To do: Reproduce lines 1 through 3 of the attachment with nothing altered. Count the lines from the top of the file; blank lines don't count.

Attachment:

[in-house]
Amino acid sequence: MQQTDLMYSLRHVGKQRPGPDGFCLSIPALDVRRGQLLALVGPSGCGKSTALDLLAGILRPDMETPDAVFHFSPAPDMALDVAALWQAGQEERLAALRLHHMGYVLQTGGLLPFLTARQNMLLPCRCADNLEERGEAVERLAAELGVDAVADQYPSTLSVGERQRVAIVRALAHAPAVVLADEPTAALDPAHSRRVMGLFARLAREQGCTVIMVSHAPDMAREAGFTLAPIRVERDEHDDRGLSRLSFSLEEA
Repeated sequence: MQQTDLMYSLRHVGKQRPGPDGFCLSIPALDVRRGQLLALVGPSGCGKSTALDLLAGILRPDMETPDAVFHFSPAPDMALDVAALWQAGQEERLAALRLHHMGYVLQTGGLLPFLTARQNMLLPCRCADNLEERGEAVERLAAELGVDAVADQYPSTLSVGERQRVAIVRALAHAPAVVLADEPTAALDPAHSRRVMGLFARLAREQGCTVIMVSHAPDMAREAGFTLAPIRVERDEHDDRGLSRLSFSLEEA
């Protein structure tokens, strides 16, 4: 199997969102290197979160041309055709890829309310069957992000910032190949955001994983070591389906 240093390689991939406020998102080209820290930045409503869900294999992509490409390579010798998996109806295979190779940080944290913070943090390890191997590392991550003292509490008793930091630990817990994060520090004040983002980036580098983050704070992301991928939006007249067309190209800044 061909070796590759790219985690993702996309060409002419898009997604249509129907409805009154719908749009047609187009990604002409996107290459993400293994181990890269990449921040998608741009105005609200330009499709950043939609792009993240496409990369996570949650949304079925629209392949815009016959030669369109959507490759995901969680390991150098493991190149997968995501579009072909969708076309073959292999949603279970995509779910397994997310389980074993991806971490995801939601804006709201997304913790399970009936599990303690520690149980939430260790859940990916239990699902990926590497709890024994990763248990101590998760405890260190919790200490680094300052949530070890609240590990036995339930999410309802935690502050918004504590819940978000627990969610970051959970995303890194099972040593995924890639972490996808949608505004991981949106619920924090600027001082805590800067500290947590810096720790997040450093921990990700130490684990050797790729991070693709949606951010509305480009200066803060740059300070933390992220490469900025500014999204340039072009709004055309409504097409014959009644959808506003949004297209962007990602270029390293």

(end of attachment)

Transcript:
[in-house]
Amino acid sequence: MQQTDLMYSLRHVGKQRPGPDGFCLSIPALDVRRGQLLALVGPSGCGKSTALDLLAGILRPDMETPDAVFHFSPAPDMALDVAALWQAGQEERLAALRLHHMGYVLQTGGLLPFLTARQNMLLPCRCADNLEERGEAVERLAAELGVDAVADQYPSTLSVGERQRVAIVRALAHAPAVVLADEPTAALDPAHSRRVMGLFARLAREQGCTVIMVSHAPDMAREAGFTLAPIRVERDEHDDRGLSRLSFSLEEA
Repeated sequence: MQQTDLMYSLRHVGKQRPGPDGFCLSIPALDVRRGQLLALVGPSGCGKSTALDLLAGILRPDMETPDAVFHFSPAPDMALDVAALWQAGQEERLAALRLHHMGYVLQTGGLLPFLTARQNMLLPCRCADNLEERGEAVERLAAELGVDAVADQYPSTLSVGERQRVAIVRALAHAPAVVLADEPTAALDPAHSRRVMGLFARLAREQGCTVIMVSHAPDMAREAGFTLAPIRVERDEHDDRGLSRLSFSLEEA